—Eric D. Weitz, author of A World Divided: The Global Struggle for Human Rights in the Age of Nation-States
This exciting study of Armenian resistance radiating from an Aleppo “life raft” takes us as close as we are ever likely to get to the Armenian genocide itself—and to those who labored to thwart it. We hear their voices, we see their torments, and we trace their stratagems—such as “human newspapers” written on the backs of children, then covered with dirt, enabling communication between far-flung communities. Deeply researched, elegantly written, The Resistance Network cannot fail to stimulate discussion and is highly recommended for scholars, book clubs, and classrooms alike.
—Margaret Lavinia Anderson, professor of history emerita, University of California Berkeley
Research Handbook on Economic, Social and Cultural Rights as Human Rights
Tuesday, October 20, 2020

The Research Handbook on Economic, Social and Cultural Rights as Human Rights is now available.

Edited by Daniela Ikawa, ISHR's Adjunct Assistant Professor, among others, this exciting Research Handbook combines practitioner and academic perspectives to provide a comprehensive, cutting edge analysis of economic, social and cultural rights (ESCR), as well as the connection between ESCR and other rights. Offering an authoritative analysis of standards and jurisprudence, it argues for an expansive and inclusive approach to ESCR as human rights. 
Lara J.
Wednesday, July 22, 2020

The COVID Solidarity project, a map of community organizing related to COVID-19 in the US has now been launched.

As the pandemic swept across the United States in 2020, millions of Americans helped their fellow citizens deal with an unprecedented crisis. This map documents some of those efforts in a variety of different areas: mutual aid societies, medical aid, makers and distributors of Personal Protective Equipment (PPE), emergency relief funds, housing, business donations, groups that provided free content, and efforts to document experiences of the pandemic.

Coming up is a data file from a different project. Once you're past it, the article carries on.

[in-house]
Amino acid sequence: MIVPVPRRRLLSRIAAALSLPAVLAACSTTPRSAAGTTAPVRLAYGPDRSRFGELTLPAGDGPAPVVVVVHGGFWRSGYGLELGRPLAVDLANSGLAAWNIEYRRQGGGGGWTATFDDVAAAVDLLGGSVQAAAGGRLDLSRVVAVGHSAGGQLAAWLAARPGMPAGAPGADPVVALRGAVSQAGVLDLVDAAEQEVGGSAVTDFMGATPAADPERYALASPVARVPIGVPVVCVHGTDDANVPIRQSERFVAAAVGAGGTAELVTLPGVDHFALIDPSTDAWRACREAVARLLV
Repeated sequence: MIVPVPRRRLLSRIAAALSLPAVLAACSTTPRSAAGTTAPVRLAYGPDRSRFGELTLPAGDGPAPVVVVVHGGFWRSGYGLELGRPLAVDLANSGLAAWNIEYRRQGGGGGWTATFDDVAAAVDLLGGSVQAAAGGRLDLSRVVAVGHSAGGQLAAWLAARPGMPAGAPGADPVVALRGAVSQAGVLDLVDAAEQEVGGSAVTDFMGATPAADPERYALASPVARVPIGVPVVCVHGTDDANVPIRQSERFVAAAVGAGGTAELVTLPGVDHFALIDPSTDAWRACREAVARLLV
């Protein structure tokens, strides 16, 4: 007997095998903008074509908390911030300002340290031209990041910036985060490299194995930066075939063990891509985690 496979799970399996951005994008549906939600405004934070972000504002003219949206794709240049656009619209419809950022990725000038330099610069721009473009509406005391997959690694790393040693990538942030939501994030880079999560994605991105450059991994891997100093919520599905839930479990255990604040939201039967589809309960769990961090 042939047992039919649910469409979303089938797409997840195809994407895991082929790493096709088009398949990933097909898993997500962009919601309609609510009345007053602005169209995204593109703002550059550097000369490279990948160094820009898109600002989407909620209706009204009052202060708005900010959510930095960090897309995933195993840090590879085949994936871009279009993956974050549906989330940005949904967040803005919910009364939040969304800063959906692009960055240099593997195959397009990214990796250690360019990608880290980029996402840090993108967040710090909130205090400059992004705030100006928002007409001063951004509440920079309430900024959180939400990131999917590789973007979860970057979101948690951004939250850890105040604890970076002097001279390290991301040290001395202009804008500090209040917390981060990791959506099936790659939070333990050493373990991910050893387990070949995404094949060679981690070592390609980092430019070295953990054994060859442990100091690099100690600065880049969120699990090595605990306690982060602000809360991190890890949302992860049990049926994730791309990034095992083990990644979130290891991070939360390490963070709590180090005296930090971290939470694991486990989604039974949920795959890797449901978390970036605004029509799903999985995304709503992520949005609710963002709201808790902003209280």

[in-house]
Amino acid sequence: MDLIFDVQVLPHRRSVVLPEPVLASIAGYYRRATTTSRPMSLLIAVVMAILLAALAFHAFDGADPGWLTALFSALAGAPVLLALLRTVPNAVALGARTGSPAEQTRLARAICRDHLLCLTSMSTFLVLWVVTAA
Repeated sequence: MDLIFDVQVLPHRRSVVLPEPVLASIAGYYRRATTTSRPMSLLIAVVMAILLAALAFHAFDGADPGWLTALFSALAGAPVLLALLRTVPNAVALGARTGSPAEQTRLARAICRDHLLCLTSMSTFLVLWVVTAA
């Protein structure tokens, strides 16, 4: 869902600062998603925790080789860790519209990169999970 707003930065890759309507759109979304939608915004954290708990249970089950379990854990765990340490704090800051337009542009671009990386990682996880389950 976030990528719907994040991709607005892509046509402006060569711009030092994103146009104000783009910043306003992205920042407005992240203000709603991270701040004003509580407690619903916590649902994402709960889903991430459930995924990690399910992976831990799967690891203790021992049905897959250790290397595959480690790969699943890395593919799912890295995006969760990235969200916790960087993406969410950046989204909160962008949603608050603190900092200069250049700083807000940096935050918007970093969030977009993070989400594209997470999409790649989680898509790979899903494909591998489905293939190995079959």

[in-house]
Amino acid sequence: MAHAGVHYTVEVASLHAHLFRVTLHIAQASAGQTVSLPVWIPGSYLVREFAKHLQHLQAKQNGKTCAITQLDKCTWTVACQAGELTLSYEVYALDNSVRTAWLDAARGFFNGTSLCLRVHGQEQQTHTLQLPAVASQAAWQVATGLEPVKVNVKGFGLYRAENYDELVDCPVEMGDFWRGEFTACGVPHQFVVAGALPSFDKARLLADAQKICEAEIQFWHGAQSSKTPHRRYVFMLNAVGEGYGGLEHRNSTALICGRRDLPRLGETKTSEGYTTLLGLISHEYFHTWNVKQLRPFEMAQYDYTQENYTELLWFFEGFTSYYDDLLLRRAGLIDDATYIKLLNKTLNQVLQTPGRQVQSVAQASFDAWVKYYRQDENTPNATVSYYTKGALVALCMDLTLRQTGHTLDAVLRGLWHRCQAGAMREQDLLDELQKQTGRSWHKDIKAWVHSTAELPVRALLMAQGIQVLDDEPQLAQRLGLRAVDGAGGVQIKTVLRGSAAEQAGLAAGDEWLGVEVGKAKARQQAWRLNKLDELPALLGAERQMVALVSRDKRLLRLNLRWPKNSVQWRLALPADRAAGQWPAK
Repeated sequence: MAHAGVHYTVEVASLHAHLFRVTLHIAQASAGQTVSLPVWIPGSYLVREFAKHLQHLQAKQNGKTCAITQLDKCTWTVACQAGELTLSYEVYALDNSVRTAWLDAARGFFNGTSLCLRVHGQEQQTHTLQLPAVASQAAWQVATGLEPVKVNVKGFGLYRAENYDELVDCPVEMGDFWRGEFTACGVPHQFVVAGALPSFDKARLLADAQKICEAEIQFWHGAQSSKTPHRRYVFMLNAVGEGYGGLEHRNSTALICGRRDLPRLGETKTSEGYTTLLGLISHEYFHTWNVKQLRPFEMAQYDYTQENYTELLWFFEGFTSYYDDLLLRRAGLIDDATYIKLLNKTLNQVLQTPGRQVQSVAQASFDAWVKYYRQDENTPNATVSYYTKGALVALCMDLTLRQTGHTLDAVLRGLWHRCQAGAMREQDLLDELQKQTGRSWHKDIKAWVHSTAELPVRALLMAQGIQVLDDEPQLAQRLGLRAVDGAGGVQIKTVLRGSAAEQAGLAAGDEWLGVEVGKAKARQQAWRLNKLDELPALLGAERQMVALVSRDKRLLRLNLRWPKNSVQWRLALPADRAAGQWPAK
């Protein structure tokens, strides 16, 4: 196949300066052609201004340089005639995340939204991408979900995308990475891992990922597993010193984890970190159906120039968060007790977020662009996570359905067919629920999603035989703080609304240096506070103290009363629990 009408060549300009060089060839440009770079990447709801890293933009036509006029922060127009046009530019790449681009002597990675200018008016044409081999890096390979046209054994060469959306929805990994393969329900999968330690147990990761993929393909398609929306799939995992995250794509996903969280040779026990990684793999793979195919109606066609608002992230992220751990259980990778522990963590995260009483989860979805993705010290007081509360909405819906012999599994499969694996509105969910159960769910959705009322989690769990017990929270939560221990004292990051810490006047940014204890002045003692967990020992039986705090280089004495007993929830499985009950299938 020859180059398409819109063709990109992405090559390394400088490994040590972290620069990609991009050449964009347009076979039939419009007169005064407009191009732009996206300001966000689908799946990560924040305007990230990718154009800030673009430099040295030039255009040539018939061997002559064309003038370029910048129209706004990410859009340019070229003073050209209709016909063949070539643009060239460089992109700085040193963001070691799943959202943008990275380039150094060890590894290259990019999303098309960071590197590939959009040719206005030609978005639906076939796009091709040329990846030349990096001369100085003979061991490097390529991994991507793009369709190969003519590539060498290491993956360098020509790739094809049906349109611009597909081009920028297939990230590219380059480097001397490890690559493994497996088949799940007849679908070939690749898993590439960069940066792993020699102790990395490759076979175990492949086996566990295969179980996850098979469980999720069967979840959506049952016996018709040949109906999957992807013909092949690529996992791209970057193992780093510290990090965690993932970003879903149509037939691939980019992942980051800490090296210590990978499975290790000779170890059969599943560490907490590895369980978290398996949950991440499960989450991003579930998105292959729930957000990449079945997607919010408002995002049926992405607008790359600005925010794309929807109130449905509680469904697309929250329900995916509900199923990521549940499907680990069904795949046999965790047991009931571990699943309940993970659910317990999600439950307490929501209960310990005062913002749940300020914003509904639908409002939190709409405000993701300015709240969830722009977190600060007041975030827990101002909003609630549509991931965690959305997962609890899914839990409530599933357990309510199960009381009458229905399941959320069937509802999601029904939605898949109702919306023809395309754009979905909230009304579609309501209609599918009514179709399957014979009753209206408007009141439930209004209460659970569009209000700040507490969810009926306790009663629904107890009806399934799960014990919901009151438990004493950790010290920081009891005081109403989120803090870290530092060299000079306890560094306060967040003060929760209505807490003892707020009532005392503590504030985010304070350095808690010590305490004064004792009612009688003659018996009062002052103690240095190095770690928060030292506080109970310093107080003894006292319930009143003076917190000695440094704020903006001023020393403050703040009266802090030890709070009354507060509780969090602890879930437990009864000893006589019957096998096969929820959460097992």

This map was a class project of Prof. Lara J. Nettelfield's Human Rights in the United States course and was designed by Abigail Edwards. 
Click below to view the map's website
Friday, January 24, 2020
The Institute for the Study of Human Rights is pleased to announce that, through its Indigenous Peoples’ Rights Program, has launched the electronic edition of its recent publication, Global Indigenous Youth: Through Their Eyes, in honor of Native American Heritage Month. The electronic version of the whole book and, also, its chapters individually, has been posted on Columbia University’s Academic Commons, .
The book, originally launched at the UN Permanent Forum on Indigenous Issues in April 2019, is the result of close collaboration between the Global Indigenous Youth Caucus and the Indigenous Peoples’ Rights Program of the Institute for the Study of Human Rights. Seventeen Indigenous young authors from the seven indigenous sociocultural regions have contributed to the book that discusses issues of Indigenous Youth, from colonization, to living in two worlds, to free, prior and informed consent, to mental health, traditional knowledge, food and agriculture and climate change.
Institute for the Study of Human Rights
Tuesday, January 21, 2020
David L.
Monday, January 6, 2020

David L. Phillips' forthcoming book, Frontline Syria: From Democratic Revolution to Proxy War, will be published by Bloomsbury later in 2020. The following text is excerpted from the chapter titled “The Shiite Crescent”.

David L.
Eastern European Review on Contemporary Issues
Tuesday, May 28, 2019
Helena Kane
Tuesday, April 9, 2019